Apache and Let's Encrypt best practices for security.

Last updated: November 25, 2017.

This is a simple multi-part guide for configuring Apache and Let's Encrypt with optimal security settings under Ubuntu 16.04+.

Example resources - apache2.conf, aaronhorler.com.conf, and aaronhorler.com-le-ssl.conf.

Configuring Apache

This assumes you have installed Apache via apt.

1. Disable broadcasting of the Apache version

sudo nano /etc/apache2/apache2.conf

Append the following options to the end of the configuration file.

ServerTokens Prod

ServerSignature Off

This will prevent Apache from sending its version in the response header and on error pages.

2. Disable the ETag response header

Append the option below to the same configuration file as in point 1.

FileETag None

3. Disable uneeded HTTP methods.

Append the option below to the same configuration file as in point 1.

TraceEnable off

Also append this to every <Directory> directive.

<LimitExcept GET POST HEAD>
    deny from all

This will disable all HTTP methods expect GET, POST, and HEAD.

4. Set the OCSP stapling cache

You will configure OCSP stapling later.

Append the option below to the same configuration file as in point 1.

SSLStaplingCache shmcb:/var/run/apache2/stapling_cache(128000)

3. Enable the HTTP/2 module (optional)

sudo a2enmod http2

If the above command produces an error, you need to upgrade to a newer version of Apache.

Using apt, add Ondřej Surý's Apache2 PPA and upgrade.

sudo add-apt-repository ppa:ondrej/apache2

sudo apt update

Upgrading using this method should not affect your existing configurations, but you should backup as a precaution.

sudo apt --only-upgrade install apache2

This should now work.

sudo a2enmod http2

Except - HTTP/2 will not actually work. Apache, by default, uses the prefork MPM - which does not support HTTP/2.

Switch to the event MPM.

sudo a2dismod mpm_prefork

sudo a2enmod mpm_event

If you're using PHP, it will not function with the event MPM. This can be resolved by switching to PHP-FPM. Remove your current PHP package first.

sudo apt install php7.0-fpm

sudo a2enmod proxy_fcgi setenvif

sudo a2enconf php7.0-fpm

Running Let's Encrypt

This requires you've setup at least one Apache VirtualHost. See this guide.

1. Install Let's Encrypt

sudo apt update

sudo apt install letsencrypt

2. Run Let's Encrypt

sudo letsencrypt --redirect --must-staple --rsa-key-size 4096 -d example.com -d www.example.com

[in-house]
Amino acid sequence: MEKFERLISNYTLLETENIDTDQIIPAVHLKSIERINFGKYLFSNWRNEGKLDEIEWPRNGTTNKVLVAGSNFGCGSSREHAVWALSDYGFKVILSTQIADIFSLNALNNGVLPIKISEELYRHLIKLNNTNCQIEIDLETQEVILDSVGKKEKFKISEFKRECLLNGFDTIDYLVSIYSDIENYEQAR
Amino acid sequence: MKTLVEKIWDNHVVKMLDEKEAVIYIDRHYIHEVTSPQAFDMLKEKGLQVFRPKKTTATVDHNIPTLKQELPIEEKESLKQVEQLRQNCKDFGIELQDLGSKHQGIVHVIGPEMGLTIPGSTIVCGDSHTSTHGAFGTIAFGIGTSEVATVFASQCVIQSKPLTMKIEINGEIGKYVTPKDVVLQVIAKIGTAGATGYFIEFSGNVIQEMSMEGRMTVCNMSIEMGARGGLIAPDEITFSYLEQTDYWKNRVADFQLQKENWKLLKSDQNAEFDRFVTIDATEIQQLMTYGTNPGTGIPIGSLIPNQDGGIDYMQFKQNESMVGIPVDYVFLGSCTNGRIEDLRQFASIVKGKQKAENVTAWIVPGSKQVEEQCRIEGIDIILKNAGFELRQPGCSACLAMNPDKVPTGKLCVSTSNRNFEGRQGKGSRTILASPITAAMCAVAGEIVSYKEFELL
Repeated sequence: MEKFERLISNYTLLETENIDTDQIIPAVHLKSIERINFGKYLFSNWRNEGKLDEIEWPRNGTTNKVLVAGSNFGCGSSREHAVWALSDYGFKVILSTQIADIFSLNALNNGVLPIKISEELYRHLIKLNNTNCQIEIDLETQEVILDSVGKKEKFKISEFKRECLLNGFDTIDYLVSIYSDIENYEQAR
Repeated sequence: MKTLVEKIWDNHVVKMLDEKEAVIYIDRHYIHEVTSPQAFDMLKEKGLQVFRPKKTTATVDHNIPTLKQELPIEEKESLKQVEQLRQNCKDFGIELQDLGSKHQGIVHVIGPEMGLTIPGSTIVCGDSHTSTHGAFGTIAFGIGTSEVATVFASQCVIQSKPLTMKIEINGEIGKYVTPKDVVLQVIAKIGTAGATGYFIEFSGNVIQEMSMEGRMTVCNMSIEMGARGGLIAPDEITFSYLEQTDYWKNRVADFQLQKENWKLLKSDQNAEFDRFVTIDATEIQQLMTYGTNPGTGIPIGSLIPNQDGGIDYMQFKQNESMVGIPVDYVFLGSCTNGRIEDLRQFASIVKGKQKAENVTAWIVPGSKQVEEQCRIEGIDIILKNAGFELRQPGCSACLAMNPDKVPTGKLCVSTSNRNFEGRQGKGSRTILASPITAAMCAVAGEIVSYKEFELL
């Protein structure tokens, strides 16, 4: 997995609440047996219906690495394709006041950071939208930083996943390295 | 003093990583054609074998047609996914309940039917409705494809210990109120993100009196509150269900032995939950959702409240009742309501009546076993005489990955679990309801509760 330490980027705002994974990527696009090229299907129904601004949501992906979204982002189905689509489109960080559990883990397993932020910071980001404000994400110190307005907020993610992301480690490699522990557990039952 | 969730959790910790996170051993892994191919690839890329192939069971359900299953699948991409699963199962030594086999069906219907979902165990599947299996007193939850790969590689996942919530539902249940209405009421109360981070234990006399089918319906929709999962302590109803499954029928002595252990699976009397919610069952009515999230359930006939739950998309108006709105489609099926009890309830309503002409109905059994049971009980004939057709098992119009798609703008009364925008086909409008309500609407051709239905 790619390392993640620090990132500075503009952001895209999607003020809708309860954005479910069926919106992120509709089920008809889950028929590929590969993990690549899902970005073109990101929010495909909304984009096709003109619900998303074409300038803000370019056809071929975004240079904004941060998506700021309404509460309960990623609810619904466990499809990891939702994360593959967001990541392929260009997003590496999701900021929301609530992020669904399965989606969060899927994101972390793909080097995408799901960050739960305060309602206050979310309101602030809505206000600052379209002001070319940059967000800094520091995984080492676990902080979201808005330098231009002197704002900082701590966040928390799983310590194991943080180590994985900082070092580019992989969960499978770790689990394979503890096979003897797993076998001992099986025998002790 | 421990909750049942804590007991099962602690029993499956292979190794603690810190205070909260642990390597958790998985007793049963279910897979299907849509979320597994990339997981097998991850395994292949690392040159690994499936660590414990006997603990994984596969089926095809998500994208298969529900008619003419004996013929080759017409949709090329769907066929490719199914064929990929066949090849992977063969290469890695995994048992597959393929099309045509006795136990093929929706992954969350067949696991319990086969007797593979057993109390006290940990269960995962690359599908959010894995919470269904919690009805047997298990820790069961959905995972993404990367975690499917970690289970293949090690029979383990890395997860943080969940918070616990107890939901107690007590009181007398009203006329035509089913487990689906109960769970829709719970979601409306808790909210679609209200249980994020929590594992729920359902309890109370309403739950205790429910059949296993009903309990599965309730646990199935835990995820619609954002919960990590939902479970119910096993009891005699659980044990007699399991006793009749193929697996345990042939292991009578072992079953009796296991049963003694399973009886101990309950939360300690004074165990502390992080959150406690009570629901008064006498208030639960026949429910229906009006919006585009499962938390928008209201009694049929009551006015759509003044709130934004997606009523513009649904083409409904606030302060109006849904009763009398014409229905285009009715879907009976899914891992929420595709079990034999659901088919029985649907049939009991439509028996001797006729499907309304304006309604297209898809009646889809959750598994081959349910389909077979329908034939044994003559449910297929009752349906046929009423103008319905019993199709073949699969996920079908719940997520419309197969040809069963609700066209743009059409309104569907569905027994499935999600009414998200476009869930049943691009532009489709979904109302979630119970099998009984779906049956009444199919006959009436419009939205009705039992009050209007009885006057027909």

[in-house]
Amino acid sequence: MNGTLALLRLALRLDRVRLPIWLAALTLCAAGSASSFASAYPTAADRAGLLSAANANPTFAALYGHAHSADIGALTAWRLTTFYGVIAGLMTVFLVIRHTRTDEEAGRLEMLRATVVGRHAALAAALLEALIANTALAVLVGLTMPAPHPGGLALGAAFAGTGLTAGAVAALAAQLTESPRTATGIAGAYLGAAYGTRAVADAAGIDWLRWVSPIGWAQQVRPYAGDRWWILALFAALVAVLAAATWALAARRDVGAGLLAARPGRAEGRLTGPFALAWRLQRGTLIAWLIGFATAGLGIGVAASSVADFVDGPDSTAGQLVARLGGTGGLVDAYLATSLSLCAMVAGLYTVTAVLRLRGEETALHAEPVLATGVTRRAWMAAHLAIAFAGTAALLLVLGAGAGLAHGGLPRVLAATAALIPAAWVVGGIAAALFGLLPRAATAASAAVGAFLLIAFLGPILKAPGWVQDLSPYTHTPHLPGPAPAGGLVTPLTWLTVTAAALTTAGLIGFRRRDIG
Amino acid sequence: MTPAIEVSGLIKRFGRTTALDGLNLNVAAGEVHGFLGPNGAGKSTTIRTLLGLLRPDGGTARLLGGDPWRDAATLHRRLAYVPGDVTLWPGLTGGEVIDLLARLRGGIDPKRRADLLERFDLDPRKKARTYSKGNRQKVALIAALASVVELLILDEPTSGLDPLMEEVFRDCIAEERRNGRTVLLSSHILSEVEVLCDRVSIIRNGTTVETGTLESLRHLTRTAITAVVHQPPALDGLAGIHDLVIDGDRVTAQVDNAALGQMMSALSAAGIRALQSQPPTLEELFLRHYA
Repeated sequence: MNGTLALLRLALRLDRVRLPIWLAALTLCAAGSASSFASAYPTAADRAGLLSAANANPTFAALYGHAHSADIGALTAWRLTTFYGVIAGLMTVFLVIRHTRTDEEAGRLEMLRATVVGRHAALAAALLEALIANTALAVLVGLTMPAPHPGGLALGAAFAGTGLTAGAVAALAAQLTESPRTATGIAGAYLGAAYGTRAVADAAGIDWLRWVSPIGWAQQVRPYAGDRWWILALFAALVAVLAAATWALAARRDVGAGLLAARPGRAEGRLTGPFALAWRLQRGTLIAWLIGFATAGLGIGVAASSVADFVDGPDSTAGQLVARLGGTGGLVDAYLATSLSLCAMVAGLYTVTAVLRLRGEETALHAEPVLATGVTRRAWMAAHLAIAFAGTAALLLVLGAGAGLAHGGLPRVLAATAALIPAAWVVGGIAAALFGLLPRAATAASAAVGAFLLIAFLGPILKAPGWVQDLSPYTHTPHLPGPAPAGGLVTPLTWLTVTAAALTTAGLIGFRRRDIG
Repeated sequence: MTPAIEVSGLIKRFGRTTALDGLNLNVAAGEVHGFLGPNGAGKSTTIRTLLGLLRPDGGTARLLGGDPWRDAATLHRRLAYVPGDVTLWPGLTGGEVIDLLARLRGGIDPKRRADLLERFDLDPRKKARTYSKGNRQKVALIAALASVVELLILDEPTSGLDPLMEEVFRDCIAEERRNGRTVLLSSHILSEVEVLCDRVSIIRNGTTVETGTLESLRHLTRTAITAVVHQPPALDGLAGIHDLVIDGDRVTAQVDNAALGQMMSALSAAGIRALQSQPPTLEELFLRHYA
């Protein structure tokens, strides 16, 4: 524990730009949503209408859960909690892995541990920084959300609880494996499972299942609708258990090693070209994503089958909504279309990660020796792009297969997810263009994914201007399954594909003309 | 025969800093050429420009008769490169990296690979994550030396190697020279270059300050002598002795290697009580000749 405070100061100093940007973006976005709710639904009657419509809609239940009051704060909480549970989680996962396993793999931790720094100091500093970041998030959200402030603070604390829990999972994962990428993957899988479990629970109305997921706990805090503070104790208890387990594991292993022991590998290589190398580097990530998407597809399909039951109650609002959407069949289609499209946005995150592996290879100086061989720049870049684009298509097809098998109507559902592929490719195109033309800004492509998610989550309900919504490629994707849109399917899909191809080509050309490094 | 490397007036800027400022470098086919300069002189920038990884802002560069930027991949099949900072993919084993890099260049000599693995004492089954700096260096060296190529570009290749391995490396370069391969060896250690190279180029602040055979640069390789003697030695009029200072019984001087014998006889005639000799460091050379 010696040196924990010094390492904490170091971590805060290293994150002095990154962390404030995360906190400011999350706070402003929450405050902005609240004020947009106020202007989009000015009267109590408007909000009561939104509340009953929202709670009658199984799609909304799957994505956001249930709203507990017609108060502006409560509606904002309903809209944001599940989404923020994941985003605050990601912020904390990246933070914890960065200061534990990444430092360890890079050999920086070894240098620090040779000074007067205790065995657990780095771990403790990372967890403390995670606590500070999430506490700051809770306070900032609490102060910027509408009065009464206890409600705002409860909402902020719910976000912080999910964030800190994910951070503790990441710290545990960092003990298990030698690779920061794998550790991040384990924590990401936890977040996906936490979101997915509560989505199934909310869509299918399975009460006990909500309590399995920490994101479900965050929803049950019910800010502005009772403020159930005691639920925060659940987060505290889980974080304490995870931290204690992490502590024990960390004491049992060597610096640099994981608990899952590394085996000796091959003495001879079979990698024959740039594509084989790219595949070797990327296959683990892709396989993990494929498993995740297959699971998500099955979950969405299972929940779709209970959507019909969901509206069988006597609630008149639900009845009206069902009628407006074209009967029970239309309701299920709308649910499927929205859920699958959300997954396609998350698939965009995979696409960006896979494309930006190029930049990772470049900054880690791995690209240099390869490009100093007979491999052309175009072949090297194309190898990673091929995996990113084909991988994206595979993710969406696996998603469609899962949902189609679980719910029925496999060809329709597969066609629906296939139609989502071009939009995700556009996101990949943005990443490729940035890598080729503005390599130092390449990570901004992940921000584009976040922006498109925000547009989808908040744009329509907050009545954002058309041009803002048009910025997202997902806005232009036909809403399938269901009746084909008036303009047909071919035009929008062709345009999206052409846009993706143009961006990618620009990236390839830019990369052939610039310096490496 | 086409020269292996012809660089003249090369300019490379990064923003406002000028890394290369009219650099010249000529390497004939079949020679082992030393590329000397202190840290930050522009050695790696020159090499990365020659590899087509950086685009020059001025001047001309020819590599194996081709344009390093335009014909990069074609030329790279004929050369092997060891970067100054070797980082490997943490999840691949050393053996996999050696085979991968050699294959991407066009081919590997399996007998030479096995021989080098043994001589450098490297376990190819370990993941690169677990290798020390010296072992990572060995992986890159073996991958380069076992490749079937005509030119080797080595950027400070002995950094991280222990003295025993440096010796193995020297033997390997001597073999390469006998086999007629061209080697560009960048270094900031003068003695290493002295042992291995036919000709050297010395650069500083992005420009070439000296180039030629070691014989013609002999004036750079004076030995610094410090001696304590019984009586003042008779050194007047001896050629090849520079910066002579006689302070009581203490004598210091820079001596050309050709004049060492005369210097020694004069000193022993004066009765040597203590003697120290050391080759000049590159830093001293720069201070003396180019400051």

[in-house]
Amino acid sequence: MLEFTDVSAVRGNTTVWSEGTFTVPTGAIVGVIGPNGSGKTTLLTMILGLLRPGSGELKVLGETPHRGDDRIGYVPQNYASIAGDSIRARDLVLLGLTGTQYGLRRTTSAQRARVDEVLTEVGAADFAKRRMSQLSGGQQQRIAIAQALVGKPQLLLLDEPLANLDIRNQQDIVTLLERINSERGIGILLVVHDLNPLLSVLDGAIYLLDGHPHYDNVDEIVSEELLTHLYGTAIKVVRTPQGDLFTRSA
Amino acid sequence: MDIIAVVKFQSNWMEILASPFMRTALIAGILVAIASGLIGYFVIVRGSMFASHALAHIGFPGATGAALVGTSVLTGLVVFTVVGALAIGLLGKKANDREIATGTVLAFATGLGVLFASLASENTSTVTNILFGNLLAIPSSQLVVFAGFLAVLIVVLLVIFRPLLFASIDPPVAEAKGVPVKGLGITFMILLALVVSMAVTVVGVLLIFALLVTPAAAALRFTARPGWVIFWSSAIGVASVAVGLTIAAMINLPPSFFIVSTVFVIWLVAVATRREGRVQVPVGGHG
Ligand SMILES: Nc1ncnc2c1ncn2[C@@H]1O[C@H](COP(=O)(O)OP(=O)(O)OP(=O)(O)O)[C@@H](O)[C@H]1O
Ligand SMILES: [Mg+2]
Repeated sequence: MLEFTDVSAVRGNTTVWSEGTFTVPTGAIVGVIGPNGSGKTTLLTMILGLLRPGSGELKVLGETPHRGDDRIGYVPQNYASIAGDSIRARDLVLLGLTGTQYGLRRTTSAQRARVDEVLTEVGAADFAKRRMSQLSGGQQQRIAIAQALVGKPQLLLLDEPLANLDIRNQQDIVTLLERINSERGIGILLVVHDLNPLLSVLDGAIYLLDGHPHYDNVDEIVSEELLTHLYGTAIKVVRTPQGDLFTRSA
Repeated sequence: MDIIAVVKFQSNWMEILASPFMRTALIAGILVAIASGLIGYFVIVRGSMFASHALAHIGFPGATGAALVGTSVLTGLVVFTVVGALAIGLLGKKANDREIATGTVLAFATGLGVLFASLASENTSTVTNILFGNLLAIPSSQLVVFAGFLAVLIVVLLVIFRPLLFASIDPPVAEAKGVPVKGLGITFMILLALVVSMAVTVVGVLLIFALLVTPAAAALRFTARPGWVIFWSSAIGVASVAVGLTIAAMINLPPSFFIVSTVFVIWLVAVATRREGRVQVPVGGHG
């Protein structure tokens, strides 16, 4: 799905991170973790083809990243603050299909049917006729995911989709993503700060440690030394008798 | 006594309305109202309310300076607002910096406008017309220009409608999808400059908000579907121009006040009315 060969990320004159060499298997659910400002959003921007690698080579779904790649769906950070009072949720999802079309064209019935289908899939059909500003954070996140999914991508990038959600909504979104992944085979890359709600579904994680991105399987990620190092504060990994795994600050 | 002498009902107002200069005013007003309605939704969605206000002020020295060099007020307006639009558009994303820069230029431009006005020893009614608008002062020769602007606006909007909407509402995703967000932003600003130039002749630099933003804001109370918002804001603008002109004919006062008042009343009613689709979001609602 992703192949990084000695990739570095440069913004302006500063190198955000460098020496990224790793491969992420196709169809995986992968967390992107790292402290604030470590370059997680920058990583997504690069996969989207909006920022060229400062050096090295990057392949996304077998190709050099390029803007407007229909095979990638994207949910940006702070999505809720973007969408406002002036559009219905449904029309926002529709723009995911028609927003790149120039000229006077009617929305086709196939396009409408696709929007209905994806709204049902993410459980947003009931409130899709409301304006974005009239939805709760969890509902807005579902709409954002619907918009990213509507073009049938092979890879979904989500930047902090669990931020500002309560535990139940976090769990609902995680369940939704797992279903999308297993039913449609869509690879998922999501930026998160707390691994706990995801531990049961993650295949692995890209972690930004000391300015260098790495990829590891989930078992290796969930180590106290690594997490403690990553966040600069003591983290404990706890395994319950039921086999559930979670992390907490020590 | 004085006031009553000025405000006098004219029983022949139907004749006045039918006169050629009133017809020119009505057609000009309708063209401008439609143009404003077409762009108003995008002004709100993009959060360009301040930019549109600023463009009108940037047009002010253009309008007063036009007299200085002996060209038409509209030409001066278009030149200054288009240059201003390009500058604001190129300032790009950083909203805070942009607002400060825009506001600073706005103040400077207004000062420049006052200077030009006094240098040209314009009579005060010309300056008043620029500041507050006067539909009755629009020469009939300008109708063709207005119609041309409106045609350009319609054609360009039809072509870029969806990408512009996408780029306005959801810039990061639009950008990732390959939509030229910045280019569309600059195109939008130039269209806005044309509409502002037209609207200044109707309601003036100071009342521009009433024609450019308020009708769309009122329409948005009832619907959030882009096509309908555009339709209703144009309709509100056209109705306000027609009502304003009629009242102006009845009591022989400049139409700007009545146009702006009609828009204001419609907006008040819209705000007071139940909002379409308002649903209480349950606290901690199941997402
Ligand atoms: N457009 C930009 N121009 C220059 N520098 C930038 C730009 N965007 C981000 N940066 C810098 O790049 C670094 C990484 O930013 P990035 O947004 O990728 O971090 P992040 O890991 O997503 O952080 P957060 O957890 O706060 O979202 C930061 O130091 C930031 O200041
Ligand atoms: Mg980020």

This command will request a certificate with the OCSP Must-Staple flag set, and produce an RSA key with a large keysize of 4096 bits.

3. Use an ECDSA private key instead (very optional)

ECDSA is a faster and more secure alternative to RSA.

I recommend you test Let's Encrypt normally first.

First, create a new directory and move to it.

sudo mkdir -p /etc/letsencrypt/ecdsa/example.com

cd /etc/letsencrypt/ecdsa/example.com

Now, generate an ECDSA private key.

openssl ecparam -genkey -name secp384r1 > ./privkey.pem

And a Certificate Signing Request (CSR).

openssl req -new -sha512 -key privkey.pem -subj "/C=AU/ST=VIC/O=RMIT/CN=example.com" -reqexts SAN -config <(cat /etc/ssl/openssl.cnf <(printf "[SAN]\nsubjectAltName=DNS:example.com,DNS:www.example.com\n1.")) -out example.com.csr

Replace every instance of example.com with your domain.

Replace AU with an acronym for your country of residence, or server location.

Replace VIC with an acronym for your state or other locality of residence, or server location.

Replace RMIT with your organisation, or simply your name.

In case you were wondering, will be used to request the certificate have the Must-Staple flag set. Do not alter this.

Request a certificate from Let's Encrypt.

You may need to temporarily stop Apache so that letsencrypt can bind to port 443.

sudo service apache2 stop

letsencrypt certonly --standalone --csr example.com.csr

Finally, set correct permissions on this directory and its contents.

sudo chown -R root: /etc/letsencrypt/ecdsa/

sudo chmod -R 700 /etc/letsencrypt/ecdsa/

sudo chmod 600 /etc/letsencrypt/ecdsa/*/*

And start Apache.

sudo service apache2 start

Configuring Apache VirtualHosts

This requires you've run Let's Encrypt.

1. Replace the Let's Encrypt-generated configuration file.

Let's Encrypt generates a configuration file for your VirtualHost. We're going to heavily change it.

First, remove the generated file.

sudo rm -f /etc/sites-available/example.com-le-ssl.conf

Now you can manipulate my template VirtualHost configuration to your liking.

<IfModule mod_ssl.c>
<VirtualHost *:443>
    # Uncomment this to enable HTTP/2. You must have enabled the module.
    # Protocols h2 http/1.1

    # Enable TLS 1.2 only, with modern ciphers and generally good practices.
    SSLEngine On
    SSLProtocol all -SSLv3 -TLSv1 -TLSv1.1
    SSLHonorCipherOrder On
    SSLCompression Off
    SSLSessionTickets Off
    SSLOptions +StrictRequire   

    # Enable OSCP stapling.